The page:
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Re: Dec 27/28 Image Analysis JWD

Jan 06 2003

1) Fin Fahey writes;
   "Please explain the ZetaPhysics behind this blinker effect. (This is
   unlikely, since you can't explain the real physics of the original
   ridiculous 'persona' theory). According to cockeyed ZetaPhysics, 'red'
   light and 'white' light are separate components, differentially bent. If
   what you say is true, however, the ratio of  'red' to 'white' must be
   continually changing. Why is this?"

a) JWD
Based on the quote below, the statement of the Zeta does not indicate
separate components, but a spectrum of light, which we also recognize.
The Zeta state that Red light bends more readily than other colours. I
presume they are referring to the bending effect in the atmosphere as
the rest of the quote deals with Red light interaction with atmospherics.

On the double images;
The Sun is large and close to us. During Dawn/Dusk it is possible to
see a visual enlargement of the Sun and its colour does redden. And it
is possible to image an inferior mirage.
Planet X is small and far away. Applying the same principals of
observation as we see in the Suns image at Dawn/dusk, we could expect
to see 2 separate objects.

I suggest this is what the Zeta have been getting at.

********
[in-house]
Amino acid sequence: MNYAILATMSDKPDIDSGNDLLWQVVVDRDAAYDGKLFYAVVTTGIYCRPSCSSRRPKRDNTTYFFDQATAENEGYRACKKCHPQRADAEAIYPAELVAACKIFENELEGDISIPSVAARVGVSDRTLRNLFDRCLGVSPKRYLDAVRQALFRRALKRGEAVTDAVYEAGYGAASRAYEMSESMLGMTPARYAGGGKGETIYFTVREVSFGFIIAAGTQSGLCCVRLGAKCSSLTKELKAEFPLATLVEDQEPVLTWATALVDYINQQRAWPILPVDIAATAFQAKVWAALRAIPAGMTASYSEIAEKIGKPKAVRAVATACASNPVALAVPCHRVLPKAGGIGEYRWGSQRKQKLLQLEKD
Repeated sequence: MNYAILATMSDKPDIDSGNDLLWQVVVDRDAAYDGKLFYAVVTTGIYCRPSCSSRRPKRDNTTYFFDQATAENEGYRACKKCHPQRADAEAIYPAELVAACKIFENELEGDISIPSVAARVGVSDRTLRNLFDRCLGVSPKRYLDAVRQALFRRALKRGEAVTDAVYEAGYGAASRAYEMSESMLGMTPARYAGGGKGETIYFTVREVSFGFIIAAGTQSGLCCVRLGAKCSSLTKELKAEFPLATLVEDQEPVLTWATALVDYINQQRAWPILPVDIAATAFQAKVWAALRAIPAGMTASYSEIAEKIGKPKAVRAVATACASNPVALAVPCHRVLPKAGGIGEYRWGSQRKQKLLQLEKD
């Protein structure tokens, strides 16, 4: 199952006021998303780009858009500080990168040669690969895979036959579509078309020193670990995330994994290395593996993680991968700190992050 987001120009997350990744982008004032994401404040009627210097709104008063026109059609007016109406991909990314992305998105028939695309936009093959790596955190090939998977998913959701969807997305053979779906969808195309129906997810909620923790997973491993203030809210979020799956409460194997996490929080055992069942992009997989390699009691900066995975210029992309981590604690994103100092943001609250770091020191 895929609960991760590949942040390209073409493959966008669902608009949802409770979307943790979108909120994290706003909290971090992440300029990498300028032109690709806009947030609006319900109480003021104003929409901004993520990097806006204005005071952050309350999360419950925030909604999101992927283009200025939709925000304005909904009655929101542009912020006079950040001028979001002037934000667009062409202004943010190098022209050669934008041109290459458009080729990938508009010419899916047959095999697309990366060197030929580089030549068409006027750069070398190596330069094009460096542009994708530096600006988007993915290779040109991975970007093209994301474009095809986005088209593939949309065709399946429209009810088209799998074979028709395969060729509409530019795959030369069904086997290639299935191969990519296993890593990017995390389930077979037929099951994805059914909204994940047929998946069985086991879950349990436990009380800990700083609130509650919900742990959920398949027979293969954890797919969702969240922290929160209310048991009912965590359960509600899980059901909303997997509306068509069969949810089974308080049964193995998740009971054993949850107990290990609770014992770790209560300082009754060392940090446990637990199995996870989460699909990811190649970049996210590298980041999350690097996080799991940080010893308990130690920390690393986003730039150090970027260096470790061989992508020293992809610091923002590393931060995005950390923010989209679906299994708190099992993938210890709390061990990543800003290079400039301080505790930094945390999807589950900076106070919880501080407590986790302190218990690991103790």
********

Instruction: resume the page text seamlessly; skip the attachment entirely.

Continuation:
"Red light, and light close in the spectrum to red light, bends more
   readily than other particles in the light group. This can quickly be
   determined by the common man if he compares the rising and setting sun
   to other objects he sees in the sky. The rising and setting sun are
   huge, compared to their appearance at mid-day. This is due to the
   light rays which have been bent and would otherwise escape to the
   side, being bent back by the atmosphere so they enter the viewers eye
   as though coming from a large orange sun. ... The angle between the
   viewer and the Sun at dawn and dusk are such that more atmosphere is
   passed through, thus more of bending of the red spectrum rays is
        ZetaTalk™: Red Light

To summarize;
The PX object has its own light source and is followed or surrounded
by a red dust cloud. The cloud composition and the gravitational
effect of the brown dwarf (PX) can cause a "redshift " effect on light